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Danbury lawmaker touts expansion of 'angel investor' program

Governor Malloy signed a bill into law that supports small business growth in Connecticut by allowing investments in additional types of businesses to qualify for the state’s angel investor tax credit program.  The new law opens up the program beyond specified technology industries, making it easier for small businesses to attract investments.

 

Danbury state Representative David Arconti says it basically incentivizes accredited investors to consult and mentor prospective small business owners.  The investors contribute to a fund meant to establish support toward the growth of small businesses.

 

Arconti says getting the capital to start a small business is often difficult, because banks are still not lending at levels they did before the recession.  He says the angel investment tax credit program bolsters other initiatives, like the Small Business Express Program.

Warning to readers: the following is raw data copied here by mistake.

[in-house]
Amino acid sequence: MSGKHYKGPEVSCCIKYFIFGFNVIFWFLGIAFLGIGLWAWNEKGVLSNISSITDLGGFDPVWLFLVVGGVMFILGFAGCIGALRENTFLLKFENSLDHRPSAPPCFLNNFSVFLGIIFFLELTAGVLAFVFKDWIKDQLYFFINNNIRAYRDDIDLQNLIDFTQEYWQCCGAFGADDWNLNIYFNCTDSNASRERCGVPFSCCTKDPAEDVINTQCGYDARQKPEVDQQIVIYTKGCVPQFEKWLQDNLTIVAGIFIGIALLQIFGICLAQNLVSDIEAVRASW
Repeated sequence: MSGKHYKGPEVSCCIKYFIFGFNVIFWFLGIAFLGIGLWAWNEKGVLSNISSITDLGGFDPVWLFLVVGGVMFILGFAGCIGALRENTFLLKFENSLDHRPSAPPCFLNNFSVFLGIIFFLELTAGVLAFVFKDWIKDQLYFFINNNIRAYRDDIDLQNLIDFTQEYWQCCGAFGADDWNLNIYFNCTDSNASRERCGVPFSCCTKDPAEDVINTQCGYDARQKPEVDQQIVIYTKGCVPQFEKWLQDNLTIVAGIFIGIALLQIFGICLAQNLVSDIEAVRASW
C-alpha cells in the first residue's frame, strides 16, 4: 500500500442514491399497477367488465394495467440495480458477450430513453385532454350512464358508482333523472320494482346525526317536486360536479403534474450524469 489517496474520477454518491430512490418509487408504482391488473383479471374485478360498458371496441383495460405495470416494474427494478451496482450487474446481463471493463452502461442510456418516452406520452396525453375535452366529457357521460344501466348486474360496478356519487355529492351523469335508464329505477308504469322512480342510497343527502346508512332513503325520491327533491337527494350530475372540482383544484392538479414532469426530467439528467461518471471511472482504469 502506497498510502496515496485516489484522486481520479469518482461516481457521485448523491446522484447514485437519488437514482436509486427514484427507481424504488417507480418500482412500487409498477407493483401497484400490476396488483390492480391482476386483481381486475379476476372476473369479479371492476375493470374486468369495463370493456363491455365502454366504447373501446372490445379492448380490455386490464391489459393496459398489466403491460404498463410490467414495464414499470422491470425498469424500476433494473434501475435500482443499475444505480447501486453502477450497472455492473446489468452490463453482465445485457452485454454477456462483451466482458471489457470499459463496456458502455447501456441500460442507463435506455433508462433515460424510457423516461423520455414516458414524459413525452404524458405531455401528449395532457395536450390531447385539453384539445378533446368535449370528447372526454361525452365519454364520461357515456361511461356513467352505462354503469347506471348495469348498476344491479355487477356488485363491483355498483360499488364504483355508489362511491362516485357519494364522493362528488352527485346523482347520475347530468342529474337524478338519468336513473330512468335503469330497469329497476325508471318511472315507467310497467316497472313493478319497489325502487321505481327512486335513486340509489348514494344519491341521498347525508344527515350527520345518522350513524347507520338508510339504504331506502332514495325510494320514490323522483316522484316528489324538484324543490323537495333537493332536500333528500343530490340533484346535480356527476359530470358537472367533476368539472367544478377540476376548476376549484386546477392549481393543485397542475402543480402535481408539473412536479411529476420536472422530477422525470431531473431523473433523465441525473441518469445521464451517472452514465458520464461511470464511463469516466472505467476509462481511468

In Connecticut, angel investors who invest at least $25,000 in approved businesses are eligible for a personal income tax credit equal to 25 percent of their investment, up to $250,000.  A business must apply to Connecticut Innovations for approval to receive credit-eligible investments.

 

The new law does not have a fiscal impact because it does not increase the cap on the total amount of credits available under the current program.

 

Startups funded by angel investors are nearly 25 percent more likely to survive, and on average grow employment by 40 percent over non-angel funded startups, according to a study from Josh Lerner of Harvard Business School and Antoinette Schoar of the MIT Sloan School of Management.

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